[10] It occurred to me to tell of the following men also, firstly Apollodorus, commander of the mercenaries, who was an Athenian dispatched by Arsites, satrap of Phrygia by the Hellespont, and saved their city for the Perinthians when Philip had invaded their territory with an army.13 He, then, is buried here, and also Eubulus14 the son of Spintharus, along with men who though brave were not attended by good fortune; some attacked Lachares when he was tyrant, others planned the capture of the Peiraeus when in the hands of a Macedonian garrison, but before the deed could be accomplished were betrayed by their accomplices and put to death.

[11] Here also lie those who fell near Corinth.15 Heaven showed most distinctly here and again at Leuctra16 that those whom the Greeks call brave are as nothing if Good Fortune be not with them, seeing that the Lacedaemonians, who had on this occasion overcome Corinthians and Athenians, and furthermore Argives and Boeotians, were afterwards at Leuctra so utterly overthrown by the Boeotians alone. After those who were killed at Corinth, we come across elegiac verses declaring that one and the same slab has been erected to those who died in Euboea and Chios17, and to those who perished in the remote parts of the continent of Asia, or in Sicily.

[12] The names of the generals are inscribed with the exception of Nicias, and among the private soldiers are included the Plataeans along with the Athenians. This is the reason why Nicias was passed over, and my account is identical with that of Philistus, who says that while Demosthenes made a truce for the others and excluded himself, attempting to commit suicide when taken prisoner, Nicias voluntarily submitted to the surrender.18 For this reason Nicias had not his name inscribed on the slab, being condemned as a voluntary prisoner and an unworthy soldier.

[13] On another slab are the names of those who fought in the region of Thrace and at Megara19, and when Alcibiades persuaded the Arcadians in Mantinea and the Eleans to revolt from the Lacedaemonians20, and of those who were victorious over the Syracusans before Demosthenes arrived in Sicily. Here were buried also those who fought in the sea-fights near the Hellespont21, those who opposed the Macedonians at Charonea22, those who were killed at Delium in the territory of Tanagra23, the men Leosthenes led into Thessaly, those who sailed with Cimon to Cyprus24, and of those who with Olympiodorus25 expelled the garrison not more than thirteen men.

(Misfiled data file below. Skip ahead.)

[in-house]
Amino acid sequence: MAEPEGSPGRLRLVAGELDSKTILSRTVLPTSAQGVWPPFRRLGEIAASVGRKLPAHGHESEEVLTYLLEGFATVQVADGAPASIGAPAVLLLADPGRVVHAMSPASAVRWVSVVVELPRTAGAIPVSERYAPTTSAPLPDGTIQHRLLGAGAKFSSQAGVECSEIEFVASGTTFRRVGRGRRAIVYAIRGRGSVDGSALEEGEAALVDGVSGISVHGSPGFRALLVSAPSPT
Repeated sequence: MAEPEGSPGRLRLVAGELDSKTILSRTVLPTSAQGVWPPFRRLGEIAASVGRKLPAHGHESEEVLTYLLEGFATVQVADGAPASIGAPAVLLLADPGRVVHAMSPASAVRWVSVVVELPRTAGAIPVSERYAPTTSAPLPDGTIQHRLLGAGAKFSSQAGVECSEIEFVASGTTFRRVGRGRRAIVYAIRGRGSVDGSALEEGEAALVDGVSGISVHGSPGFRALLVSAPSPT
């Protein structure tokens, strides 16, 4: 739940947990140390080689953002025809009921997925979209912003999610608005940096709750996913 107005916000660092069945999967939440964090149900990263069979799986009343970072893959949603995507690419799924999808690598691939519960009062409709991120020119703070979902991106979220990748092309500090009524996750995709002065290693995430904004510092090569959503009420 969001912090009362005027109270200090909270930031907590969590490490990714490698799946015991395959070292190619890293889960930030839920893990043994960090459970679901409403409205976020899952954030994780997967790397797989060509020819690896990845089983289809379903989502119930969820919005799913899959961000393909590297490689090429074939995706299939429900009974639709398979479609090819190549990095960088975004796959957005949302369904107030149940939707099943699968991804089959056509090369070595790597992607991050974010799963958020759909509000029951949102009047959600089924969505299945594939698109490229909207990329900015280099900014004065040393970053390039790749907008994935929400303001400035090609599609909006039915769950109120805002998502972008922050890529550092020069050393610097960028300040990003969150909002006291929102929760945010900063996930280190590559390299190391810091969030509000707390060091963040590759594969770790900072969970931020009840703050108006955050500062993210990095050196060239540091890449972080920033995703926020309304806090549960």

[14] The Athenians declare that when the Romans were waging a border war they sent a small force to help them, and later on five Attic warships assisted the Romans in a naval action against the Carthaginians. Accordingly these men also have their grave here. The achievements of Tolmides and his men, and the manner of their death, I have already set forth, and any who are interested may take note that they are buried along this road. Here lie too those who with Cimon achieved the great feat of winning a land and naval victory on one and the same day.26

[15] Here also are buried Conon and Timotheus, father and son, the second pair thus related to accomplish illustrious deeds, Miltiades and Cimon being the first; Zeno too, the son of Mnaseas and Chrysippus27 of Soli, Nicias the son of Nicomedes, the best painter from life of all his contemporaries, Harmodius and Aristogeiton, who killed Hipparchus, the son of Peisistratus; there are also two orators, Ephialtes, who was chiefly responsible for the abolition of the privileges of the Areopagus28, and Lycurgus,29 the son of Lycophron;

[16] Lycurgus provided for the state-treasury six thousand five hundred talents more than Pericles, the son of Xanthippus, collected, and furnished for the procession of the Goddess golden figures of Victory and ornaments for a hundred maidens; for war he provided arms and missiles, besides increasing the fleet to four hundred warships. As for buildings, he completed the theater that others had begun, while during his political life he built dockyards in the Peiraeus and the gymnasium near what is called the Lyceum. Everything made of silver or gold became part of the plunder Lachares made away with when he became tyrant, but the buildings remained to my time.

1 403 B.C.

2 Died 357 B.C.

3 A famous Athenian admiral who fought well in the early part of the Peloponnesian War.

4 c. 465 B.C.

5 A group of five contests: leaping, foot-racing, throwing the quoit, throwing the spear, wrestling.

6 431 B.C.

7 508 B.C.

8 457 B.C.

9 349 B.C.

10 430 B.C.

11 461 B.C.

12 457 B.C.

13 340 B.C.

14 A contemporary of Demosthenes.

15 394 B.C.

16 371 B.C.

17 445 B.C.

18 413 B.C.

19 445 B.C.

20 420 B.C.

21 409 B.C.

22 338 B.C.>, those who marched with Cleon to Amphipolis<422 B.C.

23 424 B.C.

24 449 B.C.

25 See Paus. 1.26.3.

26 466 B.C.

27 Stoic philosophers.

28 463-1 B.C.

29 A contemporary of Demosthenes.